The significant emotional burden caused by the events at the Fukushima power plant in Japan ignited the attention of Italians who will soon be called on to express their opinion towards nuclear power in a June referendum. In 1987, Italian citizens voted to abolish nuclear power after the Chernobyl nuclear power disaster, but the government wants to return to it.
Nuclear power continues to be a controversial topic in Italy, but the latest news in Japan is fueling a growing online debate. Nielsen analyzed online discussions around sources of energy and, in particular around nuclear power before and after March 11, the day of the Japan earthquake.
In the first three months of the year through March 10, online messages about power sources averaged 800 posts per day. On March 11, conversations on nuclear energy spiked 500 percent and kept growing in the following days reaching a peak of 4,000 discussions on March 15 (+2,200 percent versus March 10)
After the tsunami hit Japan, 61 percent of discussions on all energy sources concentrated on nuclear power. Despite the upcoming referendum, prior to March 10, nuclear power represented only 18 percent of messages.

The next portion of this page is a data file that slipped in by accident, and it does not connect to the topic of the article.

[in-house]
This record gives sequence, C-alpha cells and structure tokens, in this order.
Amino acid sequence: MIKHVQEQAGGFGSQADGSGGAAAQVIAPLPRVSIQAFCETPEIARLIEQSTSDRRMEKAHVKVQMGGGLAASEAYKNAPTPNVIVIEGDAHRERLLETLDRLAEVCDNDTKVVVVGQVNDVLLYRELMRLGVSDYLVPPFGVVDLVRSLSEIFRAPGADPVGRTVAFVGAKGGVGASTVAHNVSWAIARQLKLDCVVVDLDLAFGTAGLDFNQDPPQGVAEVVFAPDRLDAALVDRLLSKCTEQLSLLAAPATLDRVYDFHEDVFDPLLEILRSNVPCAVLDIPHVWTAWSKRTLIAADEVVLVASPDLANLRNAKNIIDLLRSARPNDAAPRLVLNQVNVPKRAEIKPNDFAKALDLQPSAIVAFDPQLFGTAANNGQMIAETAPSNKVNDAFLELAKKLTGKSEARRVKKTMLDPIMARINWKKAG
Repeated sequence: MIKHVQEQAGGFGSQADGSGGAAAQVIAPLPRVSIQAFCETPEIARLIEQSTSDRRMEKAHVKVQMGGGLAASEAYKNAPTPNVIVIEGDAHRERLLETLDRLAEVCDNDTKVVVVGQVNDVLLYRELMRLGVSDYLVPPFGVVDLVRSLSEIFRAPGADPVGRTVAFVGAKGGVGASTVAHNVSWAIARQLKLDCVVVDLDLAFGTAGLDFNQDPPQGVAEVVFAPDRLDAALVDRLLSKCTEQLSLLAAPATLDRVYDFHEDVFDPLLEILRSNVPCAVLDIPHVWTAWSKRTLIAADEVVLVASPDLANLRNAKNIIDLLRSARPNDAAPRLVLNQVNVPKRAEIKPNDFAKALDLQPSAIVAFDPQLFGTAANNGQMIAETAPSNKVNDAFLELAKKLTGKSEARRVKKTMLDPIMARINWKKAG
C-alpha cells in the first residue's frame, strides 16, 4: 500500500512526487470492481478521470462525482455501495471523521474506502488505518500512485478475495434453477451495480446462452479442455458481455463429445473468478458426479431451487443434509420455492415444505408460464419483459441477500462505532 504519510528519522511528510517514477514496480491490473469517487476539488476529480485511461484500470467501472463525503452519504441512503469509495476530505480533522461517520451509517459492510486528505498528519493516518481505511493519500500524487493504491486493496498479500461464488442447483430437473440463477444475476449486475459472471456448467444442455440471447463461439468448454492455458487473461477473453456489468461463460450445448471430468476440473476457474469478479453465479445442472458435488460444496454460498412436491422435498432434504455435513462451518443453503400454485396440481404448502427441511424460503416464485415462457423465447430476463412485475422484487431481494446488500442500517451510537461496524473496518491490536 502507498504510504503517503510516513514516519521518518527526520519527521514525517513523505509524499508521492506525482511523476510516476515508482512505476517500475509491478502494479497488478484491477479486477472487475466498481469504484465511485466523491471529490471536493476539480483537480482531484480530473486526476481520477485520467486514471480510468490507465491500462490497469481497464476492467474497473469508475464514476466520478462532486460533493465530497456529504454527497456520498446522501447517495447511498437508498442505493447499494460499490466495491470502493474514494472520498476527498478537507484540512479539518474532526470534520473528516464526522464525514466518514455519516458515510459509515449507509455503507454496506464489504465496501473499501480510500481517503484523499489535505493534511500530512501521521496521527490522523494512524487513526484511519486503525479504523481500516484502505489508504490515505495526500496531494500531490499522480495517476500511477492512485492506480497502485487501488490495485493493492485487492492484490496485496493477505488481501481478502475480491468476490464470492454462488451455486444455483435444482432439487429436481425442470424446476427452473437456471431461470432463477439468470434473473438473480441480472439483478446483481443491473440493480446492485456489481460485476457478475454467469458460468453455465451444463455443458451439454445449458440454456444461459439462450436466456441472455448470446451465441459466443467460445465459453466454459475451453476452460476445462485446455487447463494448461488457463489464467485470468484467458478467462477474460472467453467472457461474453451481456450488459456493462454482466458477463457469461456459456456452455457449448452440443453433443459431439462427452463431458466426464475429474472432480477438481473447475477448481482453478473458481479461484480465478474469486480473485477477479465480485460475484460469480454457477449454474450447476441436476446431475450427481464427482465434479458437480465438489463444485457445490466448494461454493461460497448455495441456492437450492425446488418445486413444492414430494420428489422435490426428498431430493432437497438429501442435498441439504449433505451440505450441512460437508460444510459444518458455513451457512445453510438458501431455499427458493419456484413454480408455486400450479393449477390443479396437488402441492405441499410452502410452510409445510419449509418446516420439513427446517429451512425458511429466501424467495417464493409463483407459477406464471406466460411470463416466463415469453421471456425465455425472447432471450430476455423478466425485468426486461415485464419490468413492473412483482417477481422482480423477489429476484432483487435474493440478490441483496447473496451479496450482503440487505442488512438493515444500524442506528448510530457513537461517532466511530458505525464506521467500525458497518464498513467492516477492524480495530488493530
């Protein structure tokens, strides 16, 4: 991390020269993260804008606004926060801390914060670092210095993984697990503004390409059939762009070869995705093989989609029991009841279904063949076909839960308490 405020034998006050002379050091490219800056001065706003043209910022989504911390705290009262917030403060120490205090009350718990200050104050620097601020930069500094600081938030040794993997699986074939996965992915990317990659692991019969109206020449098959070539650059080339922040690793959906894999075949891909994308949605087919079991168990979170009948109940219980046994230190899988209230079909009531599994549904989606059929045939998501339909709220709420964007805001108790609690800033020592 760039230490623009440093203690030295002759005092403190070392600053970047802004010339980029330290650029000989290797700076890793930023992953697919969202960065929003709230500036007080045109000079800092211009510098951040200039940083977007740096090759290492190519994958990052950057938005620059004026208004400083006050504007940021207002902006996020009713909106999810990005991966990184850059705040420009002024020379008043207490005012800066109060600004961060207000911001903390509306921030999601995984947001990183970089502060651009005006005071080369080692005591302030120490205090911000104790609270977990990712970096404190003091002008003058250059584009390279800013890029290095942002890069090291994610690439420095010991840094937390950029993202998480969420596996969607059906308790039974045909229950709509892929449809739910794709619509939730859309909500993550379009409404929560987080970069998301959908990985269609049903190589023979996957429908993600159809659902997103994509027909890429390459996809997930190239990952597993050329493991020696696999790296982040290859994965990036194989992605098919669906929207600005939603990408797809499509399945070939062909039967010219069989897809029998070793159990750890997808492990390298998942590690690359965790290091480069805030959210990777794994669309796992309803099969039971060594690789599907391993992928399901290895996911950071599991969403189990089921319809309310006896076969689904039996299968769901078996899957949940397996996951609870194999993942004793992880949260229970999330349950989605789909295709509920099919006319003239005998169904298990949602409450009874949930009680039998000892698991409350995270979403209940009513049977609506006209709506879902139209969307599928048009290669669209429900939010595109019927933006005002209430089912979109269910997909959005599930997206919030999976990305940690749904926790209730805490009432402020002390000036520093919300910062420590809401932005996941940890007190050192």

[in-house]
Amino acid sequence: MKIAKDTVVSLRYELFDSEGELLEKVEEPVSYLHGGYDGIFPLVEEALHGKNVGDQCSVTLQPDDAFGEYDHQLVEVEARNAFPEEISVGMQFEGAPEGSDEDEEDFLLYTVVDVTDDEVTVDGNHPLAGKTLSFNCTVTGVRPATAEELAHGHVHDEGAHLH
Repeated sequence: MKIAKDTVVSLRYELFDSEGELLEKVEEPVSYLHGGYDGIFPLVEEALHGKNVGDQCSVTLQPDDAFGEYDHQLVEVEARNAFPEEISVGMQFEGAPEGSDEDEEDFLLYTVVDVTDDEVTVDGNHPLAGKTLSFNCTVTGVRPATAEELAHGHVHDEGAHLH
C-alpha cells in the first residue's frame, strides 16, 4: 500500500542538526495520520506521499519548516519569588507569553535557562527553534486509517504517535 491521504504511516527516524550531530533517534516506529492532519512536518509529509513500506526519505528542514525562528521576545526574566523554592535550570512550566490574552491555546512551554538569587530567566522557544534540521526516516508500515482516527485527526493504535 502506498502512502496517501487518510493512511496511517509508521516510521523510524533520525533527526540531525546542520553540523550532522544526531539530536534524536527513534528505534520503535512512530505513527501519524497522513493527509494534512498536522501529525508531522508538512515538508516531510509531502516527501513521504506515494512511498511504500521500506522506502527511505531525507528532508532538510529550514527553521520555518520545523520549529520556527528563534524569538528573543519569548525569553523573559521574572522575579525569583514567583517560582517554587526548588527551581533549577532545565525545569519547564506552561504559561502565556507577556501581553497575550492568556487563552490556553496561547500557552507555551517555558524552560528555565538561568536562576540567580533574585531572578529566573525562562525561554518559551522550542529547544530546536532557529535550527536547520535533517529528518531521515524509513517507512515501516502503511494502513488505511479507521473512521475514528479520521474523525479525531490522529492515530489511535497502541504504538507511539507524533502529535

The earthquake and Fukushima emergency unleashed an impressive online debate between those who are in favor and those who are against nuclear power. But even with the increased volume of messages, the pro/con ratio did not change between the two parties: the number of messages with a positive attitude towards nuclear power still represented just one-quarter of those who are against it even though the number of neutral parties was reduced 13 percentage points post-tsunami.
Post tsunami, online discussion for Italians shifted from ecological and economic concerns and concentrated more on the safety of nuclear power and the risks connected with radioactivity leaks. The direct effect of Fukushima raised Italians’ fears on the two most pressing topics: Is nuclear power safe? What are the risks?